The reason is that the individual has always been significant in all human cultures – perhaps ever since the cave art of forty millennia ago. As a result, human art and literature have always explored humanity in its actual experience of being – in all its life, its loves, its losses, its hurts, its transience. The creativity this has called forth is to be found all through the world’s cultures, west and east, and down the ages from very early times. There are many differences in specific contexts and perspective, of course. But some of the greatest such achievements have a strange universality and timelessness about them. A Tang Dynasty poet writing about his grief at the grave of his three year old daughter – or the Lady Murasaki writing her closely observed narrative of the lives and loves of the Heian court in the world’s oldest novel, The Tale of Genji – or Cao Xueqin’s equally poignant Dream of Red Mansions from a Qing dynasty Chinese context – or Hafez and his effervescent love of life and living; or Satyajit Ray’s great film Devi, about a girl who absorbs, and is then destroyed by, an identity given to her by others; or Austen, or Chekhov or Qian Zhongshu or Soseki… All of these deal with human experience in a way that reminds us perhaps of what we all share because we are all descended from those same human ancestors of forty thousand years ago.
Why is all this relevant to the geopolitics of this century? Because the whole thrust of that exploration of the self is precisely that it is a (continuing) journey of discovery, both individually and collectively – which we cannot avoid in our urbanised and connected world. This journey of growing human self-knowledge necessarily means that whole cultures will be taken on this journey and will change.
The essentials for healthy human growth on this journey are the same at any level of identity – not just for individuals, but for societies, for cultures, for nations. At all these levels, we need to come to terms with our pasts; we need to take responsibility for what we are and do; we need to look for the human in the other; and we need always to be ready to learn. Neither for individuals nor for cultures is this odyssey over: in no case have we arrived. In many cases, the state – or the voice of the crowd – may seek to control or impede the journey. And in fact, such controlling or blocking behaviour is widespread in both west and east, as we know all too well. But resistance will not in the end succeed. The universal experience of urbanisation means that connectivity will in the end overwhelm even the most carefully constructed dykes.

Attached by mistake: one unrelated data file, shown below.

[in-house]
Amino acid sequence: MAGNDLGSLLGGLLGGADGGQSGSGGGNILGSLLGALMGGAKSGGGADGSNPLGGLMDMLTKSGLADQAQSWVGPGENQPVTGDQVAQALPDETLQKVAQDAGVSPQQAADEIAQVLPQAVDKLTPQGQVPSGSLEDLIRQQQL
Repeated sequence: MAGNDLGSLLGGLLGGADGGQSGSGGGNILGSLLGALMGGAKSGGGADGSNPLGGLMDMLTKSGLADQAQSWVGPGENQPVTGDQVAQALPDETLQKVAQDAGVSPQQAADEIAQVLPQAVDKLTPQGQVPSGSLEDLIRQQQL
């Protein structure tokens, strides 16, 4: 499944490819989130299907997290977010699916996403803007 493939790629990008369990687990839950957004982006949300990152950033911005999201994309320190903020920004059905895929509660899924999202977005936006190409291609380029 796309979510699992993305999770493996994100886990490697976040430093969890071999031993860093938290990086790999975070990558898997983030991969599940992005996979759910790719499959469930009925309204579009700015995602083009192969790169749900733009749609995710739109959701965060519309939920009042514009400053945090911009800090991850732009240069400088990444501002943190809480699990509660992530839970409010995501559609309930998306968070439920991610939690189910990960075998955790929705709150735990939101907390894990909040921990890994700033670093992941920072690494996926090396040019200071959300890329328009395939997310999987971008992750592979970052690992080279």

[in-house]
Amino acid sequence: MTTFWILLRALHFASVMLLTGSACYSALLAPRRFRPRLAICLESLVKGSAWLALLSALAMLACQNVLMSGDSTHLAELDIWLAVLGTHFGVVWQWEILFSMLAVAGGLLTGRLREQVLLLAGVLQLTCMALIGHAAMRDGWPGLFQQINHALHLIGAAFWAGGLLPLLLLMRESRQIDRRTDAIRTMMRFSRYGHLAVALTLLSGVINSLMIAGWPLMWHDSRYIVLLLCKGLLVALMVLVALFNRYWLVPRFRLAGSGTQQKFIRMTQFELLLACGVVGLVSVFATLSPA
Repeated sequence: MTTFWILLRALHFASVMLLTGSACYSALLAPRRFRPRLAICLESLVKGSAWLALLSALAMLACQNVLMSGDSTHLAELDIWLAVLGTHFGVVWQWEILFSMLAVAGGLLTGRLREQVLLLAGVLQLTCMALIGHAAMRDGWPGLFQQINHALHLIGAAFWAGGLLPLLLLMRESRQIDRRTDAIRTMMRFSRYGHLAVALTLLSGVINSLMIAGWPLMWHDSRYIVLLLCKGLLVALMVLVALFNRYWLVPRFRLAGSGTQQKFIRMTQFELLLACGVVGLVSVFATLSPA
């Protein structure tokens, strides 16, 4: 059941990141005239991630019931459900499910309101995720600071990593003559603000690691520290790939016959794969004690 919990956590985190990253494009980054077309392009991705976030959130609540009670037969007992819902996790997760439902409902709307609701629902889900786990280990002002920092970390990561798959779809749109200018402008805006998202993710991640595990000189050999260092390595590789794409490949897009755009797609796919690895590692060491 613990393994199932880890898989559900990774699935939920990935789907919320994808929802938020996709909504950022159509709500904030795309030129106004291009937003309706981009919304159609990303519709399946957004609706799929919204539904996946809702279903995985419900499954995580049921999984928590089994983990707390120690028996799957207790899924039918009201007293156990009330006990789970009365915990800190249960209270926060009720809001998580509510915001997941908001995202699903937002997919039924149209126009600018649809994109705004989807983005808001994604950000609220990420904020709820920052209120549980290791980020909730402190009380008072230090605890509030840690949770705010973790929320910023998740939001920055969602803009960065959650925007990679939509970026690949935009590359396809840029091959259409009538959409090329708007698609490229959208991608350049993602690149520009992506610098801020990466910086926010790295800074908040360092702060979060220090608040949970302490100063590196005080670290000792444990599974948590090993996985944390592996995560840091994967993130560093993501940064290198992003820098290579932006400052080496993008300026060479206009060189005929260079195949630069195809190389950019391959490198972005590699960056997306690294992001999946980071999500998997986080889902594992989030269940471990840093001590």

I don’t know whether to be optimistic or pessimistic about the coming decades: but I do know we have to hope, and to act accordingly. The great Catholic philosopher Hans Küng once said to me, whilst he was giving a seminar series about the faiths and cultures of the world: ‘We must learn to judge others by their best, and not just by their worst – as we would want them to judge us by our best and not just by our worst.’ This seems to me as important and relevant now as when he said it some years ago; it applies to each of us as individuals, it applies to each society, and it also applies to the major powers of the twenty first century – America and China – as they engage with each other in this interlocked and environmentally precarious world. Without such a readiness to learn and to seek the common good, the future we bequeath to our grandchildren will be grim.
Note: Stephen Green’s ‘The Human Odyssey: East, West and the Search for Universal Values’ can be purchased from SPCK Publishing’s website here.
Note: This piece gives the views of the author(s), and not the position of the LSE Religion and Global Society blog, nor of the London School of Economics.